August 3, 2018 § Leave a comment
It means a lot to me that the only two theatrical releases I saw in July, both excellent, were directed by women: first Deborah Granik’s “Leave No Trace,” and then Susanna Nicchiarelli’s “Nico, 1988.” When I arrived in Los Angeles with filmmaking ambitions in 1989, any untried young male had a better chance of directing than the most qualified woman, and screenplays by women were generally rejected because they didn’t appeal to the coveted 14-year-old boy demographic. Thus it’s gratifying to see that women directors are now being given a chance, and even some money, to make their films.
I had no particular expectations of “Nico, 1988,” though I was very interested in its tragic subject. For those unfamiliar with Nico, she began as a teenage model and actress in the late 1950’s but achieved her greatest fame as an Andy Warhol Factory girl in the mid-late 1960’s. During those years, she starred in some of Warhol’s films (notably “Chelsea Girls”) but more importantly reinvented herself as a musician, singing with the Velvet Underground and making important connections in the music world–not only with Lou Reed but Bob Dylan and Jim Morrison. Two of her early hits, “These Days,” and “The Fairest of the Seasons,” were written for her by the teenage Jackson Brown, and decades later brought Nico a new audience and respect when Wes Anderson used them in “The Royal Tenenbaums.”
I was a young child when Nico first appeared on the scene, and can remember the universally low regard she enjoyed as a performer. The general opinion was that Warhol paired her with the Velvet Underground solely for her looks, which happened to be spectacular: long blond hair, huge green eyes, high cheekbones, bee stung lips. Nico’s singing voice–low, droning and German-accented–was compared to a foghorn, which was not a compliment. The only critic I know of who saw beyond her Teutonic pulchritude was Richard Goldstein of the Village Voice, who wrote, “She sings in perfect mellow ovals. It sounds like a cello getting up in the morning.” (Nevertheless, he made a point of calling her “half goddess, half icicle.”)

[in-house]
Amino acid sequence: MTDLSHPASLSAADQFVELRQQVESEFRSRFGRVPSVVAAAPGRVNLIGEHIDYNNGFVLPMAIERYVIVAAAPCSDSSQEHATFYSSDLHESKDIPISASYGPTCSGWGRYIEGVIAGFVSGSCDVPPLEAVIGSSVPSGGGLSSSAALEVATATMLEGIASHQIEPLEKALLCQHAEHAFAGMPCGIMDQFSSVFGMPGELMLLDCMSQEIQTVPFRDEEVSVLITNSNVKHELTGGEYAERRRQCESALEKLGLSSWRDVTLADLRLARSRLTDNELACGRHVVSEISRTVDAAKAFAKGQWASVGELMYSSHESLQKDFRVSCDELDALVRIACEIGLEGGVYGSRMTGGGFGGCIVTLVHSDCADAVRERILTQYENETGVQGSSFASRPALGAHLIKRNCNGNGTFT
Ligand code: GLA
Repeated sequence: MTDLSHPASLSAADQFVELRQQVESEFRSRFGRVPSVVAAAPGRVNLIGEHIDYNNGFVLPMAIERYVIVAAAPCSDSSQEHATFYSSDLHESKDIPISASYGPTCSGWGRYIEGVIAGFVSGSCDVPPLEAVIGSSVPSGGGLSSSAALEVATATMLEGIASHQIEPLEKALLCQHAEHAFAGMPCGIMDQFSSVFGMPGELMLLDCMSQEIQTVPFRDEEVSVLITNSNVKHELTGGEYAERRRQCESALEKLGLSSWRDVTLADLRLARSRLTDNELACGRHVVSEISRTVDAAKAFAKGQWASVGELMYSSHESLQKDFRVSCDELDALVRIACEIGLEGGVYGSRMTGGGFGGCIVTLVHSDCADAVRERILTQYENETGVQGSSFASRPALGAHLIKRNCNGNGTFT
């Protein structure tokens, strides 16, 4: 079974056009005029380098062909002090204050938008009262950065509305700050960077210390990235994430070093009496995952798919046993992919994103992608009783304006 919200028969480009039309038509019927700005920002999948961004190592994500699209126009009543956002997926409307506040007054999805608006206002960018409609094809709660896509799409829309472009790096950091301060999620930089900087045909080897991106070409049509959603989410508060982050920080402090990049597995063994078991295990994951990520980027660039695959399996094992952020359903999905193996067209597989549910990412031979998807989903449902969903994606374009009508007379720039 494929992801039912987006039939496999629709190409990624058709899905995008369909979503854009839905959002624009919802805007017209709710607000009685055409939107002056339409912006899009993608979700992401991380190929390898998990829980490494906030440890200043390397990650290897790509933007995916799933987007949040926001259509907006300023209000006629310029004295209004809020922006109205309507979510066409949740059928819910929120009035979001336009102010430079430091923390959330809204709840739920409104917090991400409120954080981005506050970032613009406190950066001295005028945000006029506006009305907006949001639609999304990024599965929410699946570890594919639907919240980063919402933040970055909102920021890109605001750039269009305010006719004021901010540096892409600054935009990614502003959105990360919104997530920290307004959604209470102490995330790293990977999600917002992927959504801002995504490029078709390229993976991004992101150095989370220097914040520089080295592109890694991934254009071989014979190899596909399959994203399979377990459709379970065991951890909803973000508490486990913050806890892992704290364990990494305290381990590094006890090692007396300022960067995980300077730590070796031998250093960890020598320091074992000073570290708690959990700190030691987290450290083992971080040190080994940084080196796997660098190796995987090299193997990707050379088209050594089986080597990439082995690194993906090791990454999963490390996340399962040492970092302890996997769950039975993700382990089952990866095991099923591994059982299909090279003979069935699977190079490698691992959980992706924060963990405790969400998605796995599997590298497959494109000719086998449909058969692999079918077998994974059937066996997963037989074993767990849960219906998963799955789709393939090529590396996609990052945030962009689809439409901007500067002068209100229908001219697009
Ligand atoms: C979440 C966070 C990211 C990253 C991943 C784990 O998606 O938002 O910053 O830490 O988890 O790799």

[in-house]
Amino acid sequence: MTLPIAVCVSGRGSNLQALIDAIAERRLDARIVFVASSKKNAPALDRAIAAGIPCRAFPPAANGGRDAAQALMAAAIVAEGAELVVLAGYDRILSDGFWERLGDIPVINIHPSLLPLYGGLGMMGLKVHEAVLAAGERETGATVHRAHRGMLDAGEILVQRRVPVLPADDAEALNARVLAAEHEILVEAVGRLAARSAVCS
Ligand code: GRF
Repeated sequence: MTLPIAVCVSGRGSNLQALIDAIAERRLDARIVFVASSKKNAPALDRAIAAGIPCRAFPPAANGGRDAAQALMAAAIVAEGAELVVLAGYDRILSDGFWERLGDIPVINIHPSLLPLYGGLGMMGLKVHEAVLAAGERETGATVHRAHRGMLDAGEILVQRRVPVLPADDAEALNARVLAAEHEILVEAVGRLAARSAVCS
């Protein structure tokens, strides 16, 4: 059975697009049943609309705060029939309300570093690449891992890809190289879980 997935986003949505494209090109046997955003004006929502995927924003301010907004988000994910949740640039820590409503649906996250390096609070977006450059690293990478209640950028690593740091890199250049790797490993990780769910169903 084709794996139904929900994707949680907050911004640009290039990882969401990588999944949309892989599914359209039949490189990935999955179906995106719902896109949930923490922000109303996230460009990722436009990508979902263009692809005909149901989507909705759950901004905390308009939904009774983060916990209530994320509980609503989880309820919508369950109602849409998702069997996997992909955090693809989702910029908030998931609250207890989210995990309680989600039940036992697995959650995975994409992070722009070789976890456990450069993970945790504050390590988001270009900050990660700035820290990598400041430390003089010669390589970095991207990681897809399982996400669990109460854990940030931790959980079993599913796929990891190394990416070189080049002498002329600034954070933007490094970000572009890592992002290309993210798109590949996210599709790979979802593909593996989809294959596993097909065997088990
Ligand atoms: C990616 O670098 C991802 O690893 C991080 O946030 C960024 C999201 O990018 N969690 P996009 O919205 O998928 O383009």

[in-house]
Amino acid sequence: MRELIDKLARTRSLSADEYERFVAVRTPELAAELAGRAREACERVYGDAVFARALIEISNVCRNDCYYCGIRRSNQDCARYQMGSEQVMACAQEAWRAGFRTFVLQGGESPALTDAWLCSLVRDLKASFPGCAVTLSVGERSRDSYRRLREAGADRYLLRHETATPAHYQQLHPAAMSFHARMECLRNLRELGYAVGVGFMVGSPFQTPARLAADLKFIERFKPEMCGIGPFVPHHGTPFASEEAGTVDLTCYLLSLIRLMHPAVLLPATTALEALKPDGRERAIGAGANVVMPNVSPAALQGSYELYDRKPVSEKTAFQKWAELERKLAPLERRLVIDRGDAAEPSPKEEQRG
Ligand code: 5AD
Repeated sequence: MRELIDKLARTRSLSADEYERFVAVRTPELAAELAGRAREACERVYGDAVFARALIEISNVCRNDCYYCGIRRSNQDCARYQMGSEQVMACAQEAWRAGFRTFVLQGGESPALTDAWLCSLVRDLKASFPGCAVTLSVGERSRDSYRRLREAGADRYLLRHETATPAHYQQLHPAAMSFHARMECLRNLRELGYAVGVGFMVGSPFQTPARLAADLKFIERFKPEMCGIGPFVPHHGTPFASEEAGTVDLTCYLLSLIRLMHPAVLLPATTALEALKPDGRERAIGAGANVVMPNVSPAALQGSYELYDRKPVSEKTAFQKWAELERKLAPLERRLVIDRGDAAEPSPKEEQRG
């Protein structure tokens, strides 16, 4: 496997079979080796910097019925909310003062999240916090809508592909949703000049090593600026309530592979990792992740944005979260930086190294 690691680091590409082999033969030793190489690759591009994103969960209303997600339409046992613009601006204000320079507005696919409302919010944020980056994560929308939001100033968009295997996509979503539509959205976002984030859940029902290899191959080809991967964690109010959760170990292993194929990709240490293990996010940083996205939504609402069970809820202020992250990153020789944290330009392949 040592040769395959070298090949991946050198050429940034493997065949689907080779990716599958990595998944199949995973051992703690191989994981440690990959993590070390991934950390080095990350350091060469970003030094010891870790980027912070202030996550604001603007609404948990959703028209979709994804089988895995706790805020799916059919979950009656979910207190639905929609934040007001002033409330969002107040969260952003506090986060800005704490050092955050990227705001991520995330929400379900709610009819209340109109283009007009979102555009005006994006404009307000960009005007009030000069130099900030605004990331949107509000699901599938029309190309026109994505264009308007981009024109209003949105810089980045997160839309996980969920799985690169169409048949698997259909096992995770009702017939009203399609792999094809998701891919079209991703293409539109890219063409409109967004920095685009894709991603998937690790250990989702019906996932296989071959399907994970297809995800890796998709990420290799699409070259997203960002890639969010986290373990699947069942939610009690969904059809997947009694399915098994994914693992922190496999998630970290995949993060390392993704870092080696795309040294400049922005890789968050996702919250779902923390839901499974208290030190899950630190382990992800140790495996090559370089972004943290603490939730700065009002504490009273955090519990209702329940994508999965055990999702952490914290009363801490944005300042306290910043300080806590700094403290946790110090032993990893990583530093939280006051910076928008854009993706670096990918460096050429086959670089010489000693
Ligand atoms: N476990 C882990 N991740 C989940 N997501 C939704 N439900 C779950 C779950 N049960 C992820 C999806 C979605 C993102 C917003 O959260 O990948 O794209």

By the opening of “Nico, 1988,” Warhol’s goddess is unrecognizable. Pushing fifty, she’s a longtime heroin addict with a heavier frame, rotting teeth, bad skin and dark hair. Living badly in Manchester and performing in tiny clubs, she’s a has-been. Though the only similarity between the current Nico and the old is her bangs, all she’s ever asked about is her Warhol-Velvet Underground days. Steering interviews toward her current music is as difficult as turning a cargo ship, but she never stops trying. “Call me Christa,” she says at one point, but almost no one ever uses her real name. Nevertheless, it’s not all bad. Nico has continued to write and record music, and her new songs have a power Lou Reed never guessed at. Her performing style has evolved, too: no longer a laconic mannequin, she belts out “Janitor of Lunacy” like the punk rocker she is.
Nico has a manager of sorts, Richard (John Gordon Sinclair), a club owner who is secretly in love with her. Richard soon takes her on the road with her marginally talented band, cramming everyone into a Land Rover for a European tour of unmatched grottiness. After some dispiriting dates in France and Italy, they go to Prague for what turns out to be an illegal concert. Worse yet, there’s no heroin. Nevertheless, Nico gives an electrifying performance before the police arrive, forcing the entire group to flee for the border. Around this time, Nico is also reunited with her son (by Alain Delon) Ari (Sandor Funtek), who by his mid-twenties has followed his mother into heroin addiction and suicide attempts. Improbably, they both embark on methadone treatment and, when the film ends in the summer of 1988, seem to be recovering.